A Difficult Birth: The German Immigration Act
It was Gerhard Schröder’s government that opened the debate about Germany as a country of immigration at the beginning of 2000 in connection with introducing a green card for recruiting foreign computer specialists. By mid-year, Federal Minister of the Interior Otto Schily (SPD) had appointed a non-partisan commission, under the chairwomanship of CDU politician Rita Süssmuth, to develop proposals and recommendations for a comprehensive revision of German policy concerning foreigners and immigrants, which it presented in a final report in July 2001. At the same time, all the parliamentary groups presented their own concepts and bills.
Whereas the SPD’s particular interest was to facilitate the immigration of highly qualified foreigners, for the FPD the bill was about adapting immigration to the actual needs of the labour market. The plans of the Union parties, the CDU and the CSU, were marked from the outset by the desire for a strict limit on immigration and for a high degree of security. This proved to be the course that Minister of the Interior Schily was to adopt under the impression of the Islamist terrorist attacks of September 11, 2001, whose trail led to Germany. Yet in spite of numerous concessions, the Union rejected the consensus proposal of the Red-Green government and quashed the bill through a lawsuit brought before the Constitutional Court on the grounds of a procedural error committed during the Federal Council’s vote in December 2002.
The parliamentary joint committee procedure then dragged on one and a half years before Chancellor Schröder reached a majority compromise with the chairmen of the ruling parties and the opposition. “The Act serves the purpose of controlling and limiting the influx of foreigners in the Federal Republic of Germany”, declares unmistakably the first paragraph of the “Act for the Control and Limitation of Immigration and for Regulation of the Residency and Integration of Citizens of the European Union and Foreigners” (Zuwanderungsgesetz / ZuWG of January 1, 2005). “It enables and organises immigration with a view to the capacity for inclusion and integration and to economic and labour market interests.”
Re-adjustment and tightening
“The new law took into account the empirical fact, which had previously been assiduously ignored, that more than 30 million people have come to Germany since the 1950s and more than 22 million have left it”, commented Tanja Wunderlich, Program Officer for Immigration and Integration at the German Marshall Fund of the United States. “Control instead of blinkers is at least a start. Moreover, the Act even notes that immigration is in the national interest of Germany for economic reasons. We are no longer merely improvising pragmatic makeshifts. Germany isn’t yet a modern country of immigration, but it is becoming one.”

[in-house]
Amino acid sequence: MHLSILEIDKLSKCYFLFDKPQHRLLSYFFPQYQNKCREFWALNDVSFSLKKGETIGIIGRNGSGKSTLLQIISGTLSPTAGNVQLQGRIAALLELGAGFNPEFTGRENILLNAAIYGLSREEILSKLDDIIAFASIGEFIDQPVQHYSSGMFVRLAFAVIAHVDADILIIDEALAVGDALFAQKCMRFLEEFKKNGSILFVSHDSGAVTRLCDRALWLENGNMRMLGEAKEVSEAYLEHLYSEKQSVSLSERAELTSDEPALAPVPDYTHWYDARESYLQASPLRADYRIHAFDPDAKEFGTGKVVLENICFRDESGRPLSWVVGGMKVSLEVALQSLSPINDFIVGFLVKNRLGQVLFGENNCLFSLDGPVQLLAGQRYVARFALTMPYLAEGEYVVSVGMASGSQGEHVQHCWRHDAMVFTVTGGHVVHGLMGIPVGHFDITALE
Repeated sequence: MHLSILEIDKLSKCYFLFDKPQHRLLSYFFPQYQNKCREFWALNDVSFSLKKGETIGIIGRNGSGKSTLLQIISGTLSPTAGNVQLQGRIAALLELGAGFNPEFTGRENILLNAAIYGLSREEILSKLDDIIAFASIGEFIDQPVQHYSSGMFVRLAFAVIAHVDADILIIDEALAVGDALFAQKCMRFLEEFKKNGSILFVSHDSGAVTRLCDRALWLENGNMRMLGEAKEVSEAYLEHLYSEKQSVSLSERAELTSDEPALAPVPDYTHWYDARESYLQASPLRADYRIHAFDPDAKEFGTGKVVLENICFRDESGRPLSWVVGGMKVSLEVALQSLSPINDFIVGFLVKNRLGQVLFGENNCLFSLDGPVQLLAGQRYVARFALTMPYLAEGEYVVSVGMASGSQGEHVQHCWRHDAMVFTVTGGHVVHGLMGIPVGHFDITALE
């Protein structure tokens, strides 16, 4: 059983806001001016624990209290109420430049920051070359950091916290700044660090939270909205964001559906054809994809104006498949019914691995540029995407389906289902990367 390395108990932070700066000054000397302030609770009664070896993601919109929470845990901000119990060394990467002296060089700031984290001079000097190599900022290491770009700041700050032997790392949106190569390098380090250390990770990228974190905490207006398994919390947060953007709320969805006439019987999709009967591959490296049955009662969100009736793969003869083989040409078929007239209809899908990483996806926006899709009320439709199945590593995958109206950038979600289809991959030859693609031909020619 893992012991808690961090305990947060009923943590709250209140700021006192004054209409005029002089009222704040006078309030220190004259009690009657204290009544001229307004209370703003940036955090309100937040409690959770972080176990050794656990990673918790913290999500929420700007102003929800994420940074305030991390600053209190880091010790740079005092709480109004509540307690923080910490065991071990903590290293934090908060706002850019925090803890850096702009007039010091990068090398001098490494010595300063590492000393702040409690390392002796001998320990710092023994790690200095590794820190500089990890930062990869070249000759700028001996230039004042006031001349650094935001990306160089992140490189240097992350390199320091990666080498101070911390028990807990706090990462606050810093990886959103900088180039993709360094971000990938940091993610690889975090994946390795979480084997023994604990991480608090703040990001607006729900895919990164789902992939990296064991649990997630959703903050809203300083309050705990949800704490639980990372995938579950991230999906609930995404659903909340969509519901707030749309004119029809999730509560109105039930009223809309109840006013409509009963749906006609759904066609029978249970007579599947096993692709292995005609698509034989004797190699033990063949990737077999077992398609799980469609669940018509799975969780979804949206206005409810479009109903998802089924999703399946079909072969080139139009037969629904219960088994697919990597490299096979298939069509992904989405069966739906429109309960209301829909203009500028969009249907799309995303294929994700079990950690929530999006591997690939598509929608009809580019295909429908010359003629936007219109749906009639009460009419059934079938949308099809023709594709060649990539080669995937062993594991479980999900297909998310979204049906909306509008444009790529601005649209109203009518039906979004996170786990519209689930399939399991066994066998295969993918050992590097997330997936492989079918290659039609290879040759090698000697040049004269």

The Immigration Act comprehensively regulates for the first time all areas of German immigration policy, ranging from labour market-related to humanitarian reasons for immigration, along with a national policy of integration. No sooner did the Act come into effect, however, than the necessity loomed for a speedy amendment that would take into consideration a series of relevant EU guidelines. The grand coalition of CDU/CSU and SPD under Chancellor Angela Merkel, which came into power in November 2005, set about doing this with the “Immigration Revision Act”. It also seized the opportunity to flesh out, readjust and (as critics from immigrant organisations, refugee initiatives, welfare organisations and opposition parties have complained) in part to tighten the alien and residency laws.
To promote and require
The amendment was passed by the parliament on June 14, 2007, ratified by the Federal Council on July 6, and went into effect on August 28, 2007. Core points of the amendment, whose motto is “to promote and require”, are that refugees can apply “on trial” for a residence permit if they have a basic knowledge of German and sufficient housing, and can prove, where relevant, that their children attend school. In addition, they must be not have a criminal record or connections with extremist or terrorist organisations. An extension of residence is possible only if the person concerned can show that he has earned his livelihood through gainful employment by the end of 2009.
In general, the Act requires that foreigners participate in integration courses and show a knowledge of the German constitution and legal system as signs of their willingness to be integrated and naturalised.
Further need for discussion
The revision concerning residence permits for partners and children aroused displeasure within the grand coalition. One reason is that it permits the entry of spouses only if they are of legal age. This is a precaution against condoning forced marriages, but it appears to create a problem in constitutional law in view of the special protection accorded marriage and the family by the German Basic Law. Another reason is that citizens from countries for which there is no visa requirement are exempted from this regulation, and this places the principle of equality in question.
The revision concerning the immigration of self-employed people and specially qualified personnel will also ensure continued discussion. The halving of the utopian investment sum of one million euros that, along with the creation of at least ten jobs, was originally demanded of foreign businesses has largely been greeted with approval, but particularly federal states that are urgently interested in qualified personnel will continue to have their problems with the retention of the required minimum annual income of 84,000 euros.
The author is a freelance editor, journalist and writer living in Landshut und Munich.
Translation: Jonathan Uhlaner
Copyright: Goethe-Institut e. V., Online-Redaktion
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